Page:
Alexion, BioMarin, Sanofi, Shire May Be Eyeing Dyax Corp. and Its Rare Genetic Disorder Drug
Published: Jun 12, 2015
June 11, 2015
By Riley McDermid, BioSpace.com Breaking News Sr. Editor
Scrappy Burlington, Mass.-based biotech Dyax Corp. is attracting the notice of much larger suitors because one of its orphan drug candidates now represents a threat to much larger Irish company Shire, who previously had that only drug approved to treat a rare genetic disorder.
Michael Yee, an analyst at RBC Capital Markets, said that a host of companies will likely be interested in acquiring $3.6 billion Dyax, including Shire , Alexion Pharmaceuticals Inc. , Sanofi and BioMarin Pharmaceutical Inc. .
“Any of the key players in orphan drugs could be interested,” Yee told Bloomberg this week, saying he’d expect any bid to weigh in at around $39 per share.
Shire’s drug Cinryze is the only approved drugs for the treatment of hereditary angioedema
It costs around $630,000 annually for patients, a price tag that raked in $503 million in 2015, even though the market for HAE is relatively tiny.
But when compared to Dyax’s DX-2930, Cinryze has only a 50 percent reduction in attacks, versus DX-2930’s 88 percent, a difference that has both analysts and Wall Street taking notice.
“DX-2930 could well impact Shire’s business several years down the road,” David Steinberg, an analyst at Jefferies, wrote in a note to investors.
“Dyax has a game-changer in DX-2930,” he said. “A lot of orphan companies would probably like to own this asset.”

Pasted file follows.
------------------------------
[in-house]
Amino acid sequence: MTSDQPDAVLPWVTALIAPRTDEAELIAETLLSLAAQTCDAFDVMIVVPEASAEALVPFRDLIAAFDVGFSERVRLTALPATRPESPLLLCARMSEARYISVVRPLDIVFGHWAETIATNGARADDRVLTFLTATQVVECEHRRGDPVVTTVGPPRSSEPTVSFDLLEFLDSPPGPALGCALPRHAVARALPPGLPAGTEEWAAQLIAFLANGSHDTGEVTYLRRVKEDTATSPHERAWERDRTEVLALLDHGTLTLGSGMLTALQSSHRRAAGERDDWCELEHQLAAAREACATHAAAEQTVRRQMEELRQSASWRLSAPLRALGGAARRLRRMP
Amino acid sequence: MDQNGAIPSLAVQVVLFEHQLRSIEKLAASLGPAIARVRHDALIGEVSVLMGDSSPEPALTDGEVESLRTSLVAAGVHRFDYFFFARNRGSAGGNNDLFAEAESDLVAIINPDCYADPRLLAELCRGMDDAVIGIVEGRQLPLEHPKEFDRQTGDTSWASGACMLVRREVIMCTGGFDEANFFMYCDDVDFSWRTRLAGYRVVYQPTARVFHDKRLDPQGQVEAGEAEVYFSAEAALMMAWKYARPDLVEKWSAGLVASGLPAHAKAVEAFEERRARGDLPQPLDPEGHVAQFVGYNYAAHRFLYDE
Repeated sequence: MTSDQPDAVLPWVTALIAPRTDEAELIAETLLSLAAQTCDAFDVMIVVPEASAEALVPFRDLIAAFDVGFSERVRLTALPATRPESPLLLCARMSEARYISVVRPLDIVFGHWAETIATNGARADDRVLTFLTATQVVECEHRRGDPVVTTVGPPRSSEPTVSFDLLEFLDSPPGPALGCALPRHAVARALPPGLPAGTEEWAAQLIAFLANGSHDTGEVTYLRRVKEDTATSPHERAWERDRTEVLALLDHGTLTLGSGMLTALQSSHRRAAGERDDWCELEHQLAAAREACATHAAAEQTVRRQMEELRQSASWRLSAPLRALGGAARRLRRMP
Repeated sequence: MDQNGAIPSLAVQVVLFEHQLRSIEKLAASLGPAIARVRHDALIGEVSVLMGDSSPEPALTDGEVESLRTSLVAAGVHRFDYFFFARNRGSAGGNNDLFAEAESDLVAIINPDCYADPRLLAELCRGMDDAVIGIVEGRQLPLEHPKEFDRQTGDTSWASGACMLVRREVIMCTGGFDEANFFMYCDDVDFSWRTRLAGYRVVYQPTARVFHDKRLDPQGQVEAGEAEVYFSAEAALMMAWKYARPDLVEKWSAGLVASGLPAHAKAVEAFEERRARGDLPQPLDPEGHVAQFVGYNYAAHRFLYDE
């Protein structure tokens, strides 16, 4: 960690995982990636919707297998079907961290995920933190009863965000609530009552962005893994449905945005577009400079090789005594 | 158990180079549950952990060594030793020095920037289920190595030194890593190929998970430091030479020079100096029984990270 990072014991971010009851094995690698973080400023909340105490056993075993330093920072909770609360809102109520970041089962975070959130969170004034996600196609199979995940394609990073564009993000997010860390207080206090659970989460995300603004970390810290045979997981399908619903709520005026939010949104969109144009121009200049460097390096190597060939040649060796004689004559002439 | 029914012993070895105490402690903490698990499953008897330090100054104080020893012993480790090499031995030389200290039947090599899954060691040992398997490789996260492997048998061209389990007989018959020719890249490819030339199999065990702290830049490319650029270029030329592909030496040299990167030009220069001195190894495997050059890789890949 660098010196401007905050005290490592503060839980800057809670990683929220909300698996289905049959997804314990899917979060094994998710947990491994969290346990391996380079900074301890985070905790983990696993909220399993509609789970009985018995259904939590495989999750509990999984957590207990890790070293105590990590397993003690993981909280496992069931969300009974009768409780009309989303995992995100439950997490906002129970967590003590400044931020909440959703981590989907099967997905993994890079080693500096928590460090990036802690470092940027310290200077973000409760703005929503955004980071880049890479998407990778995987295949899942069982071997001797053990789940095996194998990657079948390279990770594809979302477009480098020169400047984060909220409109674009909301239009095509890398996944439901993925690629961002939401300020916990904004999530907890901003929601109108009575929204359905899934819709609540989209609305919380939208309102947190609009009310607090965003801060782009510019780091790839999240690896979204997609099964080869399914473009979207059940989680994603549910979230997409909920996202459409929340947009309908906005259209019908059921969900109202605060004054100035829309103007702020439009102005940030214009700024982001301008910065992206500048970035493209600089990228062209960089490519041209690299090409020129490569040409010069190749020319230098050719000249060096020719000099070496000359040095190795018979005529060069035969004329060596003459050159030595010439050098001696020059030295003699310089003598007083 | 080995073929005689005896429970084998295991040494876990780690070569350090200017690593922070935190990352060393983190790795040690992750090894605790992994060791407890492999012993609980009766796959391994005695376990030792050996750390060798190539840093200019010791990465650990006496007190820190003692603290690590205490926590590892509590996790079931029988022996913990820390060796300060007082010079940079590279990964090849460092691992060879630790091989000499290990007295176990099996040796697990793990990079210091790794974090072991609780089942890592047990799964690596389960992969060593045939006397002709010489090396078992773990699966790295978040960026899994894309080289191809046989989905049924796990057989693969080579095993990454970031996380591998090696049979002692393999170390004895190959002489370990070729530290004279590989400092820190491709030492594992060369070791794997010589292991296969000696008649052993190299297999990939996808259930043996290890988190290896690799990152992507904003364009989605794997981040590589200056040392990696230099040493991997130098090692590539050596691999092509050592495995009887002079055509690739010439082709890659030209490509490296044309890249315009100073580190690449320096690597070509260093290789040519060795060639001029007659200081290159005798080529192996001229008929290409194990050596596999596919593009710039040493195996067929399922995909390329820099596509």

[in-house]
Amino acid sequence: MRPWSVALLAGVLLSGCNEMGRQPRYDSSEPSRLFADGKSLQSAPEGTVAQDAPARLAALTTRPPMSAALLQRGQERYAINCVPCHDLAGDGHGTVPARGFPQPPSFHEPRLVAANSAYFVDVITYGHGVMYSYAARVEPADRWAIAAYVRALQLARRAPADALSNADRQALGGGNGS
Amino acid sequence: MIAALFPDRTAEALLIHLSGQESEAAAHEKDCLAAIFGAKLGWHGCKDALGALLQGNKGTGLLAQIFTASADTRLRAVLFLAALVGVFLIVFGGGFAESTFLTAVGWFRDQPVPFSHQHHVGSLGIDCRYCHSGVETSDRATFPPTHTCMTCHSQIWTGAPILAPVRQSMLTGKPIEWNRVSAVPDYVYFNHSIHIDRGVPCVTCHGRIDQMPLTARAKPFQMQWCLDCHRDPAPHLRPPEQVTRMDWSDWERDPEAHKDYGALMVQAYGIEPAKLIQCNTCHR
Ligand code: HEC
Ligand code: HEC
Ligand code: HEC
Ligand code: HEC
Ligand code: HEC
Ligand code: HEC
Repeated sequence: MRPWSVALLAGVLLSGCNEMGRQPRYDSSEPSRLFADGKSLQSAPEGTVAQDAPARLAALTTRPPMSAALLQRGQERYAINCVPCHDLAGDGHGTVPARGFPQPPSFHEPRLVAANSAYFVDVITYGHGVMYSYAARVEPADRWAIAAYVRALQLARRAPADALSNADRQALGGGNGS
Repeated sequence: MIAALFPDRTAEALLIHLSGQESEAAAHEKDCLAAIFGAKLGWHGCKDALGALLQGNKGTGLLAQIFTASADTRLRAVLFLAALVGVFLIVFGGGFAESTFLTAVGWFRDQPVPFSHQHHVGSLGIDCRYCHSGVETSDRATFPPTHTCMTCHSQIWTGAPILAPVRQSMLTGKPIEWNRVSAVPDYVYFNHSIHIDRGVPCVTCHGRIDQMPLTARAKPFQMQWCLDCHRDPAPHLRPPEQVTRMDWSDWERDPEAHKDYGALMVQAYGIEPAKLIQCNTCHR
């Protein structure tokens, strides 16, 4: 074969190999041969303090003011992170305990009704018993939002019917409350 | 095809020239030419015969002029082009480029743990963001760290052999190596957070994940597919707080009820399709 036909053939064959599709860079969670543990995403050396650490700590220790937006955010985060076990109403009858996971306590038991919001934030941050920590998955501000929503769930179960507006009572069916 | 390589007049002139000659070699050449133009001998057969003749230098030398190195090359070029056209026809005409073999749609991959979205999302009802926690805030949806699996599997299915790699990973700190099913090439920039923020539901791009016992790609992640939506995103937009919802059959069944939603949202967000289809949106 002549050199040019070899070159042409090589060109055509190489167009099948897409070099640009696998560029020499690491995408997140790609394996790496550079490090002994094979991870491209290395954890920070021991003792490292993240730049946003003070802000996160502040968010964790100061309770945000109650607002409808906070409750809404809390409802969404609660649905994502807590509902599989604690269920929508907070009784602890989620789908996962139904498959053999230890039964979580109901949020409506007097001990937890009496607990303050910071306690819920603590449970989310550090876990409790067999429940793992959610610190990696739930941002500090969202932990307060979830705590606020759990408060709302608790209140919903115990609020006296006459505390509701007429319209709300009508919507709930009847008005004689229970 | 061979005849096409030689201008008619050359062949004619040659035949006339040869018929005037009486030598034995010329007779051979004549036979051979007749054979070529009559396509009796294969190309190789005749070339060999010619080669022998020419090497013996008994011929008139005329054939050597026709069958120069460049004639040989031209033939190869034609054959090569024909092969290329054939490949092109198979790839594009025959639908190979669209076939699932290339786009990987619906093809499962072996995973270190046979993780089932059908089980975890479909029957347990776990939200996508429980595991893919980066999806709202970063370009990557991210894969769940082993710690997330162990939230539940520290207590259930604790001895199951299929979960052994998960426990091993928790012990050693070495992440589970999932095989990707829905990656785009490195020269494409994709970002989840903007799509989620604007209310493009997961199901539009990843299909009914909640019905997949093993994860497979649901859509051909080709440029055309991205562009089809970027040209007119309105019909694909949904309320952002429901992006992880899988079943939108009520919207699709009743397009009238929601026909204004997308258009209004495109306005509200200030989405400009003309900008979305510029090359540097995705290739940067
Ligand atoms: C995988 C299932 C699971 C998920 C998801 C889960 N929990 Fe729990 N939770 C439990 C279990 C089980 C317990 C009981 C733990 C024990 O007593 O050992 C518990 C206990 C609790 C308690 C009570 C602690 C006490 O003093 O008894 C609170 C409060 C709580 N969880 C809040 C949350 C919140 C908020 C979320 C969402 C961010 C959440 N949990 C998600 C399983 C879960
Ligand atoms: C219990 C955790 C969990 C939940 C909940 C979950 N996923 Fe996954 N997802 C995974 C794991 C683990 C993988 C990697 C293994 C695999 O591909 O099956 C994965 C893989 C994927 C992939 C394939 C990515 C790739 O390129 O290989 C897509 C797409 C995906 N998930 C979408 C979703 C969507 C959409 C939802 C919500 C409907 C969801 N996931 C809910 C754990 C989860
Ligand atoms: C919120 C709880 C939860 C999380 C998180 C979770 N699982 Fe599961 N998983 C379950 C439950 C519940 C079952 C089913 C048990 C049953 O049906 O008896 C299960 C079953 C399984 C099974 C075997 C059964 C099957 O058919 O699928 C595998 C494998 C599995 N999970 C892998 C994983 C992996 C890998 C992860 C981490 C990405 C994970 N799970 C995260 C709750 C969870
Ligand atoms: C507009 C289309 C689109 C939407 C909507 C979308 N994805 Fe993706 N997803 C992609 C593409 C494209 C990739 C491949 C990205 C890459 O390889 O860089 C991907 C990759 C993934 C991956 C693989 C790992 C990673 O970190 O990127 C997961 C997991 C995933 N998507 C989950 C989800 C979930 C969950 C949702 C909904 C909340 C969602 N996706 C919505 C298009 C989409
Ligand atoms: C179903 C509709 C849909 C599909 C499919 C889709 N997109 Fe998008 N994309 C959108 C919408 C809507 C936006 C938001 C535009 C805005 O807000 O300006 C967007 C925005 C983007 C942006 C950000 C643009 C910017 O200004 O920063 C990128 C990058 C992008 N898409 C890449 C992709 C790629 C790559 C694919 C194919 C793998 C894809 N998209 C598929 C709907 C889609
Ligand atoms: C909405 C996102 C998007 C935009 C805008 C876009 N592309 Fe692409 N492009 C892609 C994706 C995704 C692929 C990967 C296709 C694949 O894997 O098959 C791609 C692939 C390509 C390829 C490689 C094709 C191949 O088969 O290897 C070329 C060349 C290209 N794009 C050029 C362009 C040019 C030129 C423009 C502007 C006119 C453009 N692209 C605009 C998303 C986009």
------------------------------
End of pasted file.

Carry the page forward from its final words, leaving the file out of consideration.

For its part, Shire has said it is keeping a close eye on the market, saying in an emailed statement to reporters last week that it “has a full program of current and potential programs in HAE, and we will continue to monitor the HAE landscape and act appropriately.”
Dyax is making its own moves to advance the drug, telling investors earlier this year that it is on track to seek a Breakthrough Therapy Designation for DX-2930 from the U.S. Food and Drug Administration (FDA) sometime in the second or third quarter of 2015.
When Will Pfizer's Breakup Happen?
Speculation that the revamping of Pfizer Inc. ’s internal business structure could happen as soon as this year has biotech wondering just when this Big Pharma company could see changes.
Last week an analyst with J.P. Morgan said he thinks there will be a much faster timeline than most of Wall Street had predicted for Pfizer’s stated mission to refocus its efforts on new medicines.
Pfizer initially announced in 2012 that it would be shedding units that were non-essential to that goal. It then promptly sold its nutrition silo to Nestle for $11.85 billion, which was rapidly accompanied by a public spin-off of its animal health business for $2.2 billion.
“While a Pfizer break-up would likely be a 2017 event, we see potential catalysts in 2015-2016," said Chris Schott, an analyst at J.P. Morgan. "Three years of audited financial statements (2014-2016) are required before any part of Pfizer can be spun off, and we also see 2017 as an attractive time for action as investors see Pfizer’s innovative pipeline clearly contributing to growth and the established business having transitioned to a more stable profile."
BioSpace wants to know what you think: Will Pfizer be a changed company by the end of 2015?